Telegraph Journal

 

BOOKS

GERARD BEIRNE

MIKE LANDRY

TELEGRAPH-JOURNAL
30 AUG 2013 05:49PM

Urinating on the side of a road in rural Manitoba, Charlie Tallulah has a moment to reflect on what’s been happening to him. He was fleeing for his life across Manitoba with a woman he had only just recently met at a liquor store. “This was not a story he was used to telling and it was unfolding in dangerous and unpredictable ways.”

Although very much a sexy action/adventure across the Canadian Prairies, Fredericton writer Gerard Berine’s coming novel Charlie Tallulah, being released by Oberon Press in November, is really about storytelling.

“We’re different people in different circumstances,” says Beirne. “I feel I’m in a story of my life all the time. I am acting out roles. There’s always this sense to me that I’m not being true to myself, but what other way do we know how to do things?”

The thing about Beirne’s enigmatic titular protagonist is Charlie is entirely comfortable with his life being a story, a fiction, something he can reinvent as needed. Beirne points to Cannery Row, wherein a character commits suicide because he said he would if certain circumstances arose and he was forced to show his hand rather than lose face.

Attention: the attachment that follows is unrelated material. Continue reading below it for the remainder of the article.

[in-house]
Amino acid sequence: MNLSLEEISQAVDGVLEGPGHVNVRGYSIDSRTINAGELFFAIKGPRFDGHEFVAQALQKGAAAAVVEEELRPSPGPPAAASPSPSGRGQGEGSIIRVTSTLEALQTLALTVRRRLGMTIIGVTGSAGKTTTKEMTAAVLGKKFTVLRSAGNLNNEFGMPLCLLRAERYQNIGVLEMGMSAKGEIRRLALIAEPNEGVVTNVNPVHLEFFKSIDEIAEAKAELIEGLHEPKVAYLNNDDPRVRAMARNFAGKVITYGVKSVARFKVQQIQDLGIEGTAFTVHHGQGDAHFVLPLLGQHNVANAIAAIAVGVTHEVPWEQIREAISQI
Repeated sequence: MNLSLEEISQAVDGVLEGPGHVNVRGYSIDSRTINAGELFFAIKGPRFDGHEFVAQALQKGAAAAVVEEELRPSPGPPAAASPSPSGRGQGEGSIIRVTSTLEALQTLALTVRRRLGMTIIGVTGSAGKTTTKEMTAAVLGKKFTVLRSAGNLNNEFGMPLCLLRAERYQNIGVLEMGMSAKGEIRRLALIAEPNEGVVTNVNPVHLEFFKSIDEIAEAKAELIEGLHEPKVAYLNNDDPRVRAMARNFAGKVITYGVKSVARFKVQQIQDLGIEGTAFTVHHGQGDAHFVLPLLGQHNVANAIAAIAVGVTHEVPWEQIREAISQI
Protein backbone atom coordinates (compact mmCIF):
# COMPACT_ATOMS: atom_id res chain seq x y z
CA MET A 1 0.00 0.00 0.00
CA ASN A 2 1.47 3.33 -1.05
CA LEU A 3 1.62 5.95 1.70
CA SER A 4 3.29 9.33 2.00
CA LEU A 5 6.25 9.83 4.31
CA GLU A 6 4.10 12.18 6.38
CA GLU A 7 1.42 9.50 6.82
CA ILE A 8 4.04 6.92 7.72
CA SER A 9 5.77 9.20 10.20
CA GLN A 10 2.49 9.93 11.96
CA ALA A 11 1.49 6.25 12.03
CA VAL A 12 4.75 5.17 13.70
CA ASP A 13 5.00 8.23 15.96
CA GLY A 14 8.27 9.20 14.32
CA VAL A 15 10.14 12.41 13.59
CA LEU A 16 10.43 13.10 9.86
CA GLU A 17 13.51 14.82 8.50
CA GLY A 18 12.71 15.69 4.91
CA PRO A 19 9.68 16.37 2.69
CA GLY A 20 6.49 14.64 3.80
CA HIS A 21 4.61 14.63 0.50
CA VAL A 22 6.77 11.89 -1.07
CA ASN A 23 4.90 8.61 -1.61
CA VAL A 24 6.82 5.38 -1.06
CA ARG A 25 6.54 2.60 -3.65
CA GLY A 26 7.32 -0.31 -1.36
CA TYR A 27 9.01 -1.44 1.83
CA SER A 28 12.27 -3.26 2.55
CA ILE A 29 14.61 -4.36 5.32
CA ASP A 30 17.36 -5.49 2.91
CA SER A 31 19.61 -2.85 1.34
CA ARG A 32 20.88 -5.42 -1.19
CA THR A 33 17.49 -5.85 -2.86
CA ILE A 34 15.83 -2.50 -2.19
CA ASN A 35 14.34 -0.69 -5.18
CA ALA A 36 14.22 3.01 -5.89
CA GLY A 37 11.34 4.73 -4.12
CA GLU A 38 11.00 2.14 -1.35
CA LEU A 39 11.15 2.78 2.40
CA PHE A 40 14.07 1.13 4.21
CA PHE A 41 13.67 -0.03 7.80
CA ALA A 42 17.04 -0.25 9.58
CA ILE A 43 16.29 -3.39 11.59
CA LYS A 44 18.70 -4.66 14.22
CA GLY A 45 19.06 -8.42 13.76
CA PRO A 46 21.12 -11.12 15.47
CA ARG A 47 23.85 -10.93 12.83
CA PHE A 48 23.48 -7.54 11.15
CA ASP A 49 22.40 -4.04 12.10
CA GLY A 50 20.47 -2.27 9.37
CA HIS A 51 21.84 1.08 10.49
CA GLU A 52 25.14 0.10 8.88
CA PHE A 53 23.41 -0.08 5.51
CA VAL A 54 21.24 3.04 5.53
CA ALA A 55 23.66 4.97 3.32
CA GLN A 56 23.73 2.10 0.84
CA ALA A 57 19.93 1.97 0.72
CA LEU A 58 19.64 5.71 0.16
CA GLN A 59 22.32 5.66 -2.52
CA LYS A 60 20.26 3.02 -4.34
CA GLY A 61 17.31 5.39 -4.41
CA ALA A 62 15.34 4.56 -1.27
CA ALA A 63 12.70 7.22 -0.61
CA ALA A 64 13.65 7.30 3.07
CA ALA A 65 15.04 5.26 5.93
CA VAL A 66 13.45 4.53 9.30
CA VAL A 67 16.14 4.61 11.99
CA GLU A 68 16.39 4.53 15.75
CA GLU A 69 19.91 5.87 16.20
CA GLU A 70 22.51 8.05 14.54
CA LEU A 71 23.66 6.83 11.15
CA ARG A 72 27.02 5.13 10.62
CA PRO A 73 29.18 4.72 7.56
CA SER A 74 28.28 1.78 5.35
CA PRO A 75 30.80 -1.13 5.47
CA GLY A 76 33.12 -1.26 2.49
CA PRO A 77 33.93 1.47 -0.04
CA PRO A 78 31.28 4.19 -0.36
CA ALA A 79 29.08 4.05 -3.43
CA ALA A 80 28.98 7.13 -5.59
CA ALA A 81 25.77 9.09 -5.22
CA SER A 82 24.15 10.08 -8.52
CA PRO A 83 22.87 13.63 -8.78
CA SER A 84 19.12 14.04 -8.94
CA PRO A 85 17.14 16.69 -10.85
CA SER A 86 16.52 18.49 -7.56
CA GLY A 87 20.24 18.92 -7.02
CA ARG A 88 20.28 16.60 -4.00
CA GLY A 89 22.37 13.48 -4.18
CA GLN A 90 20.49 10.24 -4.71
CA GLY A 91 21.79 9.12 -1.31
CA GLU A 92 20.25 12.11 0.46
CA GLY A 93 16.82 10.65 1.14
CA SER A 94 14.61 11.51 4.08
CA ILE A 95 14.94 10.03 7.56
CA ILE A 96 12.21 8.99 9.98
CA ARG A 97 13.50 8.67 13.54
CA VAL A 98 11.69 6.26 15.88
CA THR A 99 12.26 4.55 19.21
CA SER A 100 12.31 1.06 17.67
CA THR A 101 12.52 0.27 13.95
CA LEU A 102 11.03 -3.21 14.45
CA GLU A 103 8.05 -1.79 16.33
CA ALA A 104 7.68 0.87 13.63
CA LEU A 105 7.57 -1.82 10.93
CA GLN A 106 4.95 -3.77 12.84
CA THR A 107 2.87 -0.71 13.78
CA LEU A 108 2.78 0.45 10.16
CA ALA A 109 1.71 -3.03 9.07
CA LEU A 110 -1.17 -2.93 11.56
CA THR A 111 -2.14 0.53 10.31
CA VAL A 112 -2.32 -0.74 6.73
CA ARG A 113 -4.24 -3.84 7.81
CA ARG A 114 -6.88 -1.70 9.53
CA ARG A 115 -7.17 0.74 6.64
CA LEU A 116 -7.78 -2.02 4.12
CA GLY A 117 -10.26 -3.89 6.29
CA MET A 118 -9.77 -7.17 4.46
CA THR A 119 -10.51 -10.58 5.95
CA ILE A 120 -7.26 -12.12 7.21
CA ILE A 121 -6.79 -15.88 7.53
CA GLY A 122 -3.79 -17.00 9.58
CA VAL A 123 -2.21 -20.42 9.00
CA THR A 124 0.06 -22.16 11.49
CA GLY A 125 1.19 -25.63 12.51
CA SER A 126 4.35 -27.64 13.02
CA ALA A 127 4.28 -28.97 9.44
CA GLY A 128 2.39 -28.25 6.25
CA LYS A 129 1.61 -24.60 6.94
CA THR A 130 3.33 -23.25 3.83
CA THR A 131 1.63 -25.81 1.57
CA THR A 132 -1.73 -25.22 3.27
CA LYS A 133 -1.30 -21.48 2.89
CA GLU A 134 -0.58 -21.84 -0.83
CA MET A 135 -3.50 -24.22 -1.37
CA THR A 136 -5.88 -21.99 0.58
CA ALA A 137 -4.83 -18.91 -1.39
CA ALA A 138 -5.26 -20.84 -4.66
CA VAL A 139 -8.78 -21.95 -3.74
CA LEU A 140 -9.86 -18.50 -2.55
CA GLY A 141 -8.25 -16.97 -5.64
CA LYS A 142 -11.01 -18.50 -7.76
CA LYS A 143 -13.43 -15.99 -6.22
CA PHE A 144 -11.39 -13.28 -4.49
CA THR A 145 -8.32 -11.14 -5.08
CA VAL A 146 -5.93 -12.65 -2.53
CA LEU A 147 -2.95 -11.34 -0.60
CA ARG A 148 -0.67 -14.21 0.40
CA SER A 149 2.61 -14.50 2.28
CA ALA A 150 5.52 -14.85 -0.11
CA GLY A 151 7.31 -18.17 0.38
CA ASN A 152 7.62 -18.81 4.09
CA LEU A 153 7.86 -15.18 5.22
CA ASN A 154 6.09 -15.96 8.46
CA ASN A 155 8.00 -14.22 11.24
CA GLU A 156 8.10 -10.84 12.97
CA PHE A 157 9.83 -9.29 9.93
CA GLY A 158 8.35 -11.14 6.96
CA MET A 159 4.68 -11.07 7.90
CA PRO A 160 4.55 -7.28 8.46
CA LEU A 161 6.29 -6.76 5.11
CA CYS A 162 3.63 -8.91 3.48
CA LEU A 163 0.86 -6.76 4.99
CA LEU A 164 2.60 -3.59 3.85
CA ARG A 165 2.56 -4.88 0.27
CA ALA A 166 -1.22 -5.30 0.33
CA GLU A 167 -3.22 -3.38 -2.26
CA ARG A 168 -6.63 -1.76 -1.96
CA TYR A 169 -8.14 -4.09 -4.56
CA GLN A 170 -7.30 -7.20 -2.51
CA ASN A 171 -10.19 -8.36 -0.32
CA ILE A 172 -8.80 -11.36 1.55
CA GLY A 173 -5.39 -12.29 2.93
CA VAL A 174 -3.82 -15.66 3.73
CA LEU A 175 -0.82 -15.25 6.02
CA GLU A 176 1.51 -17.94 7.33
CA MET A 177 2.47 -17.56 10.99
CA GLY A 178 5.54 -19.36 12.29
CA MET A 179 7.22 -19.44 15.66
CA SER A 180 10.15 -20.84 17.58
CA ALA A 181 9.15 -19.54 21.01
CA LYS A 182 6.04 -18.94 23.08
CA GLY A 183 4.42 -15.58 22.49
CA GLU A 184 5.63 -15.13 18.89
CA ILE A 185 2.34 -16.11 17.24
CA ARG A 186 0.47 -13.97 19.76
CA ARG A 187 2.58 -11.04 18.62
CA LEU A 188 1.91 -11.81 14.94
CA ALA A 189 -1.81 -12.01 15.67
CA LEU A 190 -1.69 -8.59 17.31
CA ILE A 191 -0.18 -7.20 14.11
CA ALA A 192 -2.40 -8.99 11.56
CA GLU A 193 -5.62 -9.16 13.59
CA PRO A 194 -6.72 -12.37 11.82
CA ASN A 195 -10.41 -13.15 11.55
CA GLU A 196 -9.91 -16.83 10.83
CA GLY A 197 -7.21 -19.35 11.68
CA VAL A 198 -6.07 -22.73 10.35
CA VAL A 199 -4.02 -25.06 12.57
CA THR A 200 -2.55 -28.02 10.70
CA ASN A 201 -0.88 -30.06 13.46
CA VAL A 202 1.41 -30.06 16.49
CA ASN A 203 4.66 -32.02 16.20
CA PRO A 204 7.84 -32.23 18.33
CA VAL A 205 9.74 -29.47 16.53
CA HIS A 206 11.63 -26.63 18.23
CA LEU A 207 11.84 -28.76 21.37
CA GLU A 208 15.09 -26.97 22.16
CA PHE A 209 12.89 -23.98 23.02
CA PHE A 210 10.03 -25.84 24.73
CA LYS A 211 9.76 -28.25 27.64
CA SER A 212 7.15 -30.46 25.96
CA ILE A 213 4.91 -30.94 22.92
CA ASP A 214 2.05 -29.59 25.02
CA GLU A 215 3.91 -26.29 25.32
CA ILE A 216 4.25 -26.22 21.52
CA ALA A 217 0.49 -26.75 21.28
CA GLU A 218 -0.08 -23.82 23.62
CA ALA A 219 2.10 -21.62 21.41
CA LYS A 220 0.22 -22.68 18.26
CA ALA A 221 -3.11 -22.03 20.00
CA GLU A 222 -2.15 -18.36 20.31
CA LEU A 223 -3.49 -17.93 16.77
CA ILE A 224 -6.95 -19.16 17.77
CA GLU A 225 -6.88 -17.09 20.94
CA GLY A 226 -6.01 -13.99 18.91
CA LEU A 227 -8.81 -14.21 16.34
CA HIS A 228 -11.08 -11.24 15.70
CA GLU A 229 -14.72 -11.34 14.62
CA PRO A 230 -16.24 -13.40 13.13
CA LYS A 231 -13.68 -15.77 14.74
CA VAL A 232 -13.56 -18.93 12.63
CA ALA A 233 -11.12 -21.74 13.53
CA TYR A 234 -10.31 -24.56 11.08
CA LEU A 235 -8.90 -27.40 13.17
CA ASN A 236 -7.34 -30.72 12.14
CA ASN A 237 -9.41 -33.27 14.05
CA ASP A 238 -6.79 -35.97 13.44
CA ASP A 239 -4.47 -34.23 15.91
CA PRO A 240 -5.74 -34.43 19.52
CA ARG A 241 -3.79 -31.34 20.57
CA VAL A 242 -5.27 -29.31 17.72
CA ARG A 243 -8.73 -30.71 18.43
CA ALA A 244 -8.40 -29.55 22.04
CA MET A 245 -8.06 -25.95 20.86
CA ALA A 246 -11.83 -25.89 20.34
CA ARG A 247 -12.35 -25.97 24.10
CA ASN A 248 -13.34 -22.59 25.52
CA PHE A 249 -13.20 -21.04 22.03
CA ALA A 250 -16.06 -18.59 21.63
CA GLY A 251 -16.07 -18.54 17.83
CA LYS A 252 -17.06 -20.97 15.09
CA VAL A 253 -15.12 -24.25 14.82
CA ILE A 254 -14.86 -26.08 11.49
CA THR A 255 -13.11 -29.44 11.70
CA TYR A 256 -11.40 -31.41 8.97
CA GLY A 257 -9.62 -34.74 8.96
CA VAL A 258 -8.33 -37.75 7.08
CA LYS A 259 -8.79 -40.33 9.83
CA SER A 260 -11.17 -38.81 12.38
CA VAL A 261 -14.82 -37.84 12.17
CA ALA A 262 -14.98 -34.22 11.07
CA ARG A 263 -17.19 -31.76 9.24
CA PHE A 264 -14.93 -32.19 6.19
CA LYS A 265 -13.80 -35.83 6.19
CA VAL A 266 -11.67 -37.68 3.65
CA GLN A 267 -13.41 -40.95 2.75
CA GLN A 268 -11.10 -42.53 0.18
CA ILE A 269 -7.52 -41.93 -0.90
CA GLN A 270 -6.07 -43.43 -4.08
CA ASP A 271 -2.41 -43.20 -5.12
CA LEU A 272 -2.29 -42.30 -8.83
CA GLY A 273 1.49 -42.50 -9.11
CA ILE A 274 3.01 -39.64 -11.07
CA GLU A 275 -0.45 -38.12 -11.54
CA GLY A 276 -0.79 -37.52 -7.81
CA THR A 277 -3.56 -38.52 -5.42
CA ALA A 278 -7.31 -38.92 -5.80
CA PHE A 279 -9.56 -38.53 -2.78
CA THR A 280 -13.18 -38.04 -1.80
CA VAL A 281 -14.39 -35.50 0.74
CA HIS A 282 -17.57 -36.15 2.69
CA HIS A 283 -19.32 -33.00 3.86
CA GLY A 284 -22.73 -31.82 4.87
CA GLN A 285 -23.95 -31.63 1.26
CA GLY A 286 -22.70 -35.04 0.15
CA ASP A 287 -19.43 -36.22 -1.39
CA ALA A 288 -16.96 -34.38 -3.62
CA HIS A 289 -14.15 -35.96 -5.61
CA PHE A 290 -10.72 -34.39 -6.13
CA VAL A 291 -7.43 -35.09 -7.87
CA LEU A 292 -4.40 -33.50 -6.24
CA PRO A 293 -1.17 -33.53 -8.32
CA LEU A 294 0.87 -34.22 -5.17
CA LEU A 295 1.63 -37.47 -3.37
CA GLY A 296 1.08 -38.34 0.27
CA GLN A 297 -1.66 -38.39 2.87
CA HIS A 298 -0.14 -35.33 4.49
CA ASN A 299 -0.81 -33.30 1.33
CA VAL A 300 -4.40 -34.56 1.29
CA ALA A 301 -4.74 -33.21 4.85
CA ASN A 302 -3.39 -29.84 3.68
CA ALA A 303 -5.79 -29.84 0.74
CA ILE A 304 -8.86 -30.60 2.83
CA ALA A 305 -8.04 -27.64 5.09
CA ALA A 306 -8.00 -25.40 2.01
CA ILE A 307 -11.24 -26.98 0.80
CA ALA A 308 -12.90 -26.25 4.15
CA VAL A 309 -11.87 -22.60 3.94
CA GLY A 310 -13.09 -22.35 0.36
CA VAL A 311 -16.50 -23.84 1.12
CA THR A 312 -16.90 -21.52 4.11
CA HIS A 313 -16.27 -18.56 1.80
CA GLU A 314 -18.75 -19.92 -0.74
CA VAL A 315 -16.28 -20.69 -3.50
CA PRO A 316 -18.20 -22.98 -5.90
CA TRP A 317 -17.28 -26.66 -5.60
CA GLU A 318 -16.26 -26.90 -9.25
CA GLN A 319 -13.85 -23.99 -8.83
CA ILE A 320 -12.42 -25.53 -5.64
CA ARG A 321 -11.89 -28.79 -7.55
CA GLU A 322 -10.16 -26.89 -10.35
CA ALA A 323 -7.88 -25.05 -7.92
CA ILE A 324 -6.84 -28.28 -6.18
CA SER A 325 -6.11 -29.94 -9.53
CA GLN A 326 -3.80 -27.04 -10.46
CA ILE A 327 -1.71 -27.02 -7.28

“There’s a sense, that as human beings, some of us have tendency to do things because it’s expected of us and we’d be disappointing people. Charlie does disappoint people.”

The result is a well-crafted anti-hero.

“His morality stops him at times from going along with them completely.”

Beirne has been working on the short novel for the past decade, since he was living in Manitoba, and this too lends weight to his insight to the way people can or cannot change.

The narrative, taking a cue from the fragmented nature of the self we present to the world, is delivered in a non-chronological flow, the complete story slowly surfacing as you read.

But for Charlie, the various stories don’t align. Structured as a traditional road novel, Charlie Tallulah tells Charlie’s journey, but the stories don’t resolve into a satisfying conclusion.

“Maybe this is how I feel,” says Beirne, “It must be easy to come to the end of your life and feel disappointed. It sounds tragic, but maybe that’s just reality of being human.”

That Beirne is finally publishing Charlie Tallulah doesn’t necessarily mean the end of Charlie. Beirne has always amused himself with the idea of writing more stories starring Charlie. Let’s just hope it doesn’t take him 10 years for the next one, too.

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